4. Receive appropriate feedback from teachers and peers, including suggestions for


5. Make use of the technologies used for research and speaking in the fields.

6. Learn the conventions of evidence, format, usage and documentation in their fields.

  1. In-class Impromptu – Two three-minute oral presentations with subject decided by the instructor. Class members and instructor will individually evaluate the presentation using forms that will be given to presenter afterwards. (1,3,4)
  2. One on-campus observation and one off-campus observation of a formal meeting. Paper summary should include the time, place, and what each of the meetings were about. It should also include what you liked about the leader and what you would like to see happen differently if you were going to lead the next meeting. (2,6)
  3. Read and outline in depth Chapters 2,3,4,6,8,12,14,15 of Leadership in Recreation by Ruth Russell. (6)
  4. View two videos from a leadership list and write a reaction paper on each video. (2,5)
  5. Interview two individuals (family member and one other) who fill a leadership role – interview methods will be discussed in class. Brief oral report on each interview to class. (2,6)
  6. Develop a 10-15 minute video. The topic will be recreation-related. This video will be observed and commented on by another classmate and evaluated by instructor. (1,4,6)
  7. Group Presentation – Students will be expected to develop and implement detailed plans for one special-event activity. Each student will orally present their information to class. The paper will be submitted prior to the presentation. (1,3,4,5,6)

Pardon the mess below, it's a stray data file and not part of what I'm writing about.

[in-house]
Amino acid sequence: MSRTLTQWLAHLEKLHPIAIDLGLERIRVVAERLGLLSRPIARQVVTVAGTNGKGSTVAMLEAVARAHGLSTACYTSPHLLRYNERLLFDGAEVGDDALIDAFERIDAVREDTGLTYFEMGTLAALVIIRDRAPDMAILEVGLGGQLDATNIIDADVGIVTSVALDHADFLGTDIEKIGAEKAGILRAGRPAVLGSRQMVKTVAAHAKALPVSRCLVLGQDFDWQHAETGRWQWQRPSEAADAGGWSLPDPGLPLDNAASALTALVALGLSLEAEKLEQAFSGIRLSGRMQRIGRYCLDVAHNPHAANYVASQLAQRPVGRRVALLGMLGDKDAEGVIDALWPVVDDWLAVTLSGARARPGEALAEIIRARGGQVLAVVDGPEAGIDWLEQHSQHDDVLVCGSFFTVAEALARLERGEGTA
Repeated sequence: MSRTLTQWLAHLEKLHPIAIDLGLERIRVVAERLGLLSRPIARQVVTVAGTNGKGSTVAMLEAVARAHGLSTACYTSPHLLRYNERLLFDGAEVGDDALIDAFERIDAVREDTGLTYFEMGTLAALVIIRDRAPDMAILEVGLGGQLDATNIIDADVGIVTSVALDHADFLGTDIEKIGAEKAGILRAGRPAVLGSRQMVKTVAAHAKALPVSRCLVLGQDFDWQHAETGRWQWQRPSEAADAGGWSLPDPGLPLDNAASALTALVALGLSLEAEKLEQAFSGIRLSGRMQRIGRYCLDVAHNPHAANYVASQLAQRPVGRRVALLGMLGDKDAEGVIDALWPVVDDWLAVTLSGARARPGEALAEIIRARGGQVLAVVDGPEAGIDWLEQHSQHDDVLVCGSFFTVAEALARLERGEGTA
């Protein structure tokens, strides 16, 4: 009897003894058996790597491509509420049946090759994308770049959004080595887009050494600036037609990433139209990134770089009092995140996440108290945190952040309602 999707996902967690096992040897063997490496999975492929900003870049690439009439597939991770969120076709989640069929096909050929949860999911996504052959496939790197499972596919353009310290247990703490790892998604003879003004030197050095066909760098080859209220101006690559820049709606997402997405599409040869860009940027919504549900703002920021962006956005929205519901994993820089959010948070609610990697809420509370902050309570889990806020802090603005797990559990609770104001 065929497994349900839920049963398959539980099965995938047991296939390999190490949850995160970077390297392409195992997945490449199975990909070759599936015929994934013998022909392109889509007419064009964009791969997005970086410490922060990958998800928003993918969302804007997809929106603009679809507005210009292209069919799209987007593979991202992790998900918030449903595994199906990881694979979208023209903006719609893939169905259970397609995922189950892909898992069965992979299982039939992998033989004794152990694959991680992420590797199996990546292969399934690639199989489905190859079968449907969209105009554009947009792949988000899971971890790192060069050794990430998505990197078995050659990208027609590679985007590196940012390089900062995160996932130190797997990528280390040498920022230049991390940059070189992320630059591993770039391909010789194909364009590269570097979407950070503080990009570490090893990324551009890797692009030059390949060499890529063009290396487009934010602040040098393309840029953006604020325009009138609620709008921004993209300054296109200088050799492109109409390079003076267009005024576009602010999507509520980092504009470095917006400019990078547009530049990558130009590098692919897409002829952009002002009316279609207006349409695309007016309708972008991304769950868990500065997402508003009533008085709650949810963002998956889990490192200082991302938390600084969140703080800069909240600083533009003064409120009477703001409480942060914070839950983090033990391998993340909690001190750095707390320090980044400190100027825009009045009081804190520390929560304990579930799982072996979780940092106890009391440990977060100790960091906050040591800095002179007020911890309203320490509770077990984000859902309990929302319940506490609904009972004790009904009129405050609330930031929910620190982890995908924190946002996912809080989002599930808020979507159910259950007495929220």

8. Final exam.

VI Grading

* In-Class Impromptu 5 Pts.

Campus Observation 5 Pts.

Off-Campus Observation 5 Pts.

Chapters Outline 10 Pts.

View Videos/Papers 10 Pts.

Interview 10 Pts.

* Video 20 Pts.

Evaluate Video 10 Pts.

* Group Presentation 10 Pts.

Final 5 Pts.

90 Pts. TOTAL

* Oral Communication Assignments

A = 81 Pts.

B = 72 Pts.

C = 63 Pts.

D = 54 Pts.

  1. Course Standards
  1. Students are responsible for their own notes and attendance is the only way of acquiring this information. Material distributed in class will not be distributed at any other time unless a bona fide excuse is provided. Students should make their own arrangements to secure notes and information for classes they miss.
  2. Students should notify the instructor when personal situations occur. The end of the semester is too late. The instructor will attempt to alleviate academic problems caused by these situations. Situations within the control of the student will not be considered.
  3. Students are permitted one unexcused absence. This absence is intended for special situations such as minor illnesses, interviews, necessary trips, religious holidays, etc. Bona fide documentation must accompany any other absence. These absences include but are not limited to, officially sanctioned college activities (athletics and competing academic duties), court dates, family situations, major illnesses. (three points deducted for each unexcused absence)
  1. Required Text

Russell, Ruth V. (2001) Leadership in Recreation, Second Edition, New York,

NY: McGraw-Hill Companies.

IX. Additional Bibliography

Carpenter, G. & Howe, Z. (1985) Programming leisure experiences, a

Clinical approach. Englewood Cliffs, N.J.: Prentice Hall.

Corbin, D.H. (1987) Recreation programming and leadership.

Englewood Cliffs, N.J.: Prentice Hall.

Edginton, C.R., & Ford P.M. (1985). Leadership in recreation and leisure service

organizations. N.Y.: Wiley.


Kraus, R. (1985) Recreation leadership today. Illinois: Scott Foreman

And company.


Russell, R.V. (1986). Leadership in recreation St. Louis: Times Mirror/Mosby College Pub.


Sessoms, D. (1981) Leadership and group dynamics in recreation services. Boston MA: Allyn and Bacon.


Shivers, J.S. (1986) Recreational leadership: Group dynamics and interpersonal behavior. Princeton, NJ: Princeton Book Co.